Fuel pump down? Help!

Discussion in 'UK Motorcycles' started by Sleepy, Feb 26, 2006.

  1. Sleepy

    Sleepy Guest

    I need some help diagnosing which bit needs replacing to sort the lack of
    fuel being pumped on my CBR600F-W.

    With all parts in normal positions except open ended clear pipe on pump
    outlet, crank engine, no fuel.

    Detach pipe from pump inlet, fuel everywhere!

    Remove rear cover from pump to reveal set of contacts, spring etc.: crank
    engine, it sometimes does one "jiggle" with a little spark from the
    contacts.

    Fuel pump relay can be felt to clunk when starter button pressed and
    released.

    So: do I replace the pump or the relay or something else?

    or can anyone who knows about these things suggest any more tests to do?

    Is my habit of turning off the petrol tap about half a mile from home (to
    drain the carbs) likely to be the cause of the failure?
     
    Sleepy, Feb 26, 2006
    #1
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  2. Sleepy

    Stuart Gray Guest

    WTF? Why?
    Dunno about the rest. Or the above actually.
     
    Stuart Gray, Feb 26, 2006
    #2
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  3. Sleepy wrote
    A cause of fucking wonder. Which clueless **** told you to do that
    then?
    and fix your sig.
     
    steve auvache, Feb 26, 2006
    #3
  4. Sleepy

    Sleepy Guest

    Can't remember who - something about carbs gumming up if left for a few
    weeks. I do often have to leave it unridden for weeks at a time (awaits
    insults).
     
    Sleepy, Feb 26, 2006
    #4
  5. Sleepy wrote
    Basically it is all bollox.

    There is a school of thought persisting from years ago that says you
    should drain all the fluids if you are putting a vehicle into storage
    for a LONG period of time. Technology has pretty much made this
    irrelevant except for things going into long term storage in a very real
    sense.
     
    steve auvache, Feb 26, 2006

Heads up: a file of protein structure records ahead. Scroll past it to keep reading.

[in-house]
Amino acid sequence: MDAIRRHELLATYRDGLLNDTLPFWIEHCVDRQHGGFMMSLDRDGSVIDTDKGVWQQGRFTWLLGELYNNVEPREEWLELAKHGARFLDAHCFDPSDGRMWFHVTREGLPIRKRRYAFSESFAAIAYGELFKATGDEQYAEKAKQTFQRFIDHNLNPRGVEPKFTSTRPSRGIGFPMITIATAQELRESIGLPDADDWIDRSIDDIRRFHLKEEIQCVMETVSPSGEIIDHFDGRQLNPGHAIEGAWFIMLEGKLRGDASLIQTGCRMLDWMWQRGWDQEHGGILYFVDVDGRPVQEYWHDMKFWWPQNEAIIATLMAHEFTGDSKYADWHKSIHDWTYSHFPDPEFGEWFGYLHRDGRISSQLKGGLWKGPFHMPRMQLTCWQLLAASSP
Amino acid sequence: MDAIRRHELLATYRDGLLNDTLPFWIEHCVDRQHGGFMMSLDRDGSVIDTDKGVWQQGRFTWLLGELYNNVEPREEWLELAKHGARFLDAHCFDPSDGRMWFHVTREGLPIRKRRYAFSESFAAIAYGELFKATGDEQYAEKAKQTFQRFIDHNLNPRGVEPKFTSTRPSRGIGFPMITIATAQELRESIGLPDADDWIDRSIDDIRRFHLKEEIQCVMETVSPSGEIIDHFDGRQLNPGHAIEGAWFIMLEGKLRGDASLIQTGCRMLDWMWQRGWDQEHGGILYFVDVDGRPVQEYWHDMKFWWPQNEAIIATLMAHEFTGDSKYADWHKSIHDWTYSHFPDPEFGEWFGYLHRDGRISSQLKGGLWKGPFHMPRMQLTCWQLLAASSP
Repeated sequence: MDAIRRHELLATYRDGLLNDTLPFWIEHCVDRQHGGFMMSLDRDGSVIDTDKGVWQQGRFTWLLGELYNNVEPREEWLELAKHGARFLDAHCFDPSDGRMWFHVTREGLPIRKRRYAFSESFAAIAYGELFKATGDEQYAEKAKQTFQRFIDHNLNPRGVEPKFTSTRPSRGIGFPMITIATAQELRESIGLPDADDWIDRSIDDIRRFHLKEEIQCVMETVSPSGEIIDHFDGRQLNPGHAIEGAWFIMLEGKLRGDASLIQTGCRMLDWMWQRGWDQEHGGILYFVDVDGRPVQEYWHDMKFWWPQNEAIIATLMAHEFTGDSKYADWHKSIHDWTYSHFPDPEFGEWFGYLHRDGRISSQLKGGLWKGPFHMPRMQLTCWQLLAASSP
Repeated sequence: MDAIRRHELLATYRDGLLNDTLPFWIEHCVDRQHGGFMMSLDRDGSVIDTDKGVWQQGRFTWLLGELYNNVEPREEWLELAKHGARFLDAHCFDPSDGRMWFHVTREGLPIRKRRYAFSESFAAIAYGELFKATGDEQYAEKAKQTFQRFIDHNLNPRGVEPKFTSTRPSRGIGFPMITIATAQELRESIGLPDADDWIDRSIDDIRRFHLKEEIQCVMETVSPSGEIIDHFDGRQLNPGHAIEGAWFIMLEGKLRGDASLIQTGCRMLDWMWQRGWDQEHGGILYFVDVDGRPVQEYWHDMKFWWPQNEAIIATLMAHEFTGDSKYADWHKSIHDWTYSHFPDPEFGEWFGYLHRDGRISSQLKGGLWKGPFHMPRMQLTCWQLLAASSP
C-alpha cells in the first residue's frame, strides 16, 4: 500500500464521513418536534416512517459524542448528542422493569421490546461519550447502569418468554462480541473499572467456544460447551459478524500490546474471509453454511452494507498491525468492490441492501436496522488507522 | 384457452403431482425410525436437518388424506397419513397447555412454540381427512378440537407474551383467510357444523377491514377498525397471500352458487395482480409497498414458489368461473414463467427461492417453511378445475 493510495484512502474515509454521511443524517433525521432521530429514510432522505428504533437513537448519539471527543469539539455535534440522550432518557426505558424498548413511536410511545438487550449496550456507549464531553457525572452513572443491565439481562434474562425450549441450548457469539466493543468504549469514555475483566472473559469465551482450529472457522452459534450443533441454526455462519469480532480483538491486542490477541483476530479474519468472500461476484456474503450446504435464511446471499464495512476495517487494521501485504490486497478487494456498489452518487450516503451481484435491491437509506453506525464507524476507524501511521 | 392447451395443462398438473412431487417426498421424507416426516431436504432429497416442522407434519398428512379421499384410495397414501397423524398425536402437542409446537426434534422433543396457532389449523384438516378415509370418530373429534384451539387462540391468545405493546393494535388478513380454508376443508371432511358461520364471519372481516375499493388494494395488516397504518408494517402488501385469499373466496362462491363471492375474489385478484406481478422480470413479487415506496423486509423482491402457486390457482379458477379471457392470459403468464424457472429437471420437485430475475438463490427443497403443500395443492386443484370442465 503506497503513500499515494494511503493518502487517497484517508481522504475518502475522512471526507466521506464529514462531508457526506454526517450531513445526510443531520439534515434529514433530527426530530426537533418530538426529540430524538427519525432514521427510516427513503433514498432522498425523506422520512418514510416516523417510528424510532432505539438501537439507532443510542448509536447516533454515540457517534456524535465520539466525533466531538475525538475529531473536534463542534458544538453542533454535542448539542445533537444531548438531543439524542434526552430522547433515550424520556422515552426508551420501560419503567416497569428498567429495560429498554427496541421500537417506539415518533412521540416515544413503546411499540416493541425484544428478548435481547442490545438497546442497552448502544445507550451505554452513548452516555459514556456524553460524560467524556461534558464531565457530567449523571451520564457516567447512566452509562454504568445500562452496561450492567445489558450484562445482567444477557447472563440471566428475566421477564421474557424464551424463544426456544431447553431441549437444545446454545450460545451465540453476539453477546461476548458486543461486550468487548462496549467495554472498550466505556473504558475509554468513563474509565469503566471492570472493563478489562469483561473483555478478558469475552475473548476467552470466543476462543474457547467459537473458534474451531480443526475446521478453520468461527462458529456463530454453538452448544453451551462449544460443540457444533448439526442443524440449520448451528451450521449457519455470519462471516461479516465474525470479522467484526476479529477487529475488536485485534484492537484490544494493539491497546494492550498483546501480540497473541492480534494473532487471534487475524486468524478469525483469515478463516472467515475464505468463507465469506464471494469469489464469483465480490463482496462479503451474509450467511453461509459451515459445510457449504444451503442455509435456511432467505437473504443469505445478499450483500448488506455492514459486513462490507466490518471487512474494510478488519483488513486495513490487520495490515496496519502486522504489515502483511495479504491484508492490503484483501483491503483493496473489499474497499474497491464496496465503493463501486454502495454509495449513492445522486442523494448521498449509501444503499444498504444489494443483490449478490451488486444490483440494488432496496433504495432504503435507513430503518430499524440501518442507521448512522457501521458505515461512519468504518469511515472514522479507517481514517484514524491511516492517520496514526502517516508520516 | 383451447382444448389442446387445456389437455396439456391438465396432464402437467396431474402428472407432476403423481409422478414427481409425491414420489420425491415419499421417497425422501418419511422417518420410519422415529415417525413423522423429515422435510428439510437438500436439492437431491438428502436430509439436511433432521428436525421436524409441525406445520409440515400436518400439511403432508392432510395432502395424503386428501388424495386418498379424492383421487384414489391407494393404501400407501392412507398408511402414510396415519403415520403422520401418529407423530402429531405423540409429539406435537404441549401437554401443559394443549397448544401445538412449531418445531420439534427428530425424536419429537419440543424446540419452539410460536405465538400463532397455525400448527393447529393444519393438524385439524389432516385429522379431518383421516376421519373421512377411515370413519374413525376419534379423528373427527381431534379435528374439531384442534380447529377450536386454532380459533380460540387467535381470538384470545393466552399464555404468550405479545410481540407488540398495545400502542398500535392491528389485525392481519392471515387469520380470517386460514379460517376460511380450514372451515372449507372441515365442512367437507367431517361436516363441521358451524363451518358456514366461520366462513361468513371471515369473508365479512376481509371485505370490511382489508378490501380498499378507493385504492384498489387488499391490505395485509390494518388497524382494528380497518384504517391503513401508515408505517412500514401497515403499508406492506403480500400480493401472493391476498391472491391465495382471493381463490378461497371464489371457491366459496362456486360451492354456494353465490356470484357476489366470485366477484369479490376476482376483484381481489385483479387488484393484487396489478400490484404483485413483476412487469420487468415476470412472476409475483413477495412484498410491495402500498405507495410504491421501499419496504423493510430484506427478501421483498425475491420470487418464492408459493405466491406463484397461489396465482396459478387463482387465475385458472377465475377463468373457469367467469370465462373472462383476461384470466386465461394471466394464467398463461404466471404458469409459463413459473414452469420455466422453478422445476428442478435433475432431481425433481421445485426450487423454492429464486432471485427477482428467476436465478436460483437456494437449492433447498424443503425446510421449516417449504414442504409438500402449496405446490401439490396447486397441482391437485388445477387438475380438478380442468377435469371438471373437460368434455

#5
  6. Simon Gates wrote

    It'll be working over speed on no load surely?

    I didn't know they were rotary pumps, I thought they were solenoid
    driven diaphragm type things. When did they change that then?
     
    steve auvache, Feb 26, 2006
    #6

  7. Whaa-aat?

    ****, how clueless can you get?
     
    The Older Gentleman, Feb 26, 2006
    #7
  8. The Older Gentleman wrote
    Dunno, do you want to sound him out on his electrics?
     
    steve auvache, Feb 26, 2006
    #8
  9. Sleepy

    Sleepy Guest

    Looks to me like solenoid & diaphragm, with contact arrangement not unlike a
    door bell.
     
    Sleepy, Feb 26, 2006
    #9
  10. Sleepy wrote
    Do you know how to stroke a contact spring to the right looking curve
    and then put tension in it and straighten it all in one go with a single
    bend?

    If the answer to the above is no then get man in who can and still be
    prepared to buy a new pump. Second hand should be fine.
     
    steve auvache, Feb 26, 2006
    #10
  11. Sleepy

    wessie Guest

    steve auvache emerged from their own little world to say
    It was a solenoid jobby that I replaced on my 1988 VFR750. The "relay" was
    a solid state thing and the faulty pump took this out. My assumption was
    that the pump emptied under the normal spring load and when the solenoid
    actuated to refill the chamber it all went titsup. Not enough movement from
    the piston meant the full sensor was not triggered and the solenoid was
    left permantly on, which burnt out the SSR.

    I was not in the habit of turning the fuel tap off whilst riding home but I
    would imagine that the relay failure I describe could be induced, maybe
    over the course of time, by starving an actuated solenoid of fuel.
     
    wessie, Feb 26, 2006
    #11
  12. Sleepy wrote
    It's that time of year.

    Again.
     
    steve auvache, Feb 26, 2006
    #12
  13. Sleepy

    Sleepy Guest

    Lectrics I can do - mechanical numpty (you didn't need telling, did you).
     
    Sleepy, Feb 26, 2006
    #13
  14. Sleepy

    raden Guest

    Mine's been parked up for the past two months

    put the battery back in yesterday - turned it over a few times

    vroom bangity vroom no probs
     
    raden, Feb 26, 2006
    #14
  15. wessie wrote
    More likely in this case though is that the thing is pumping against no
    back pressure far, far too often and overthrowing or something similar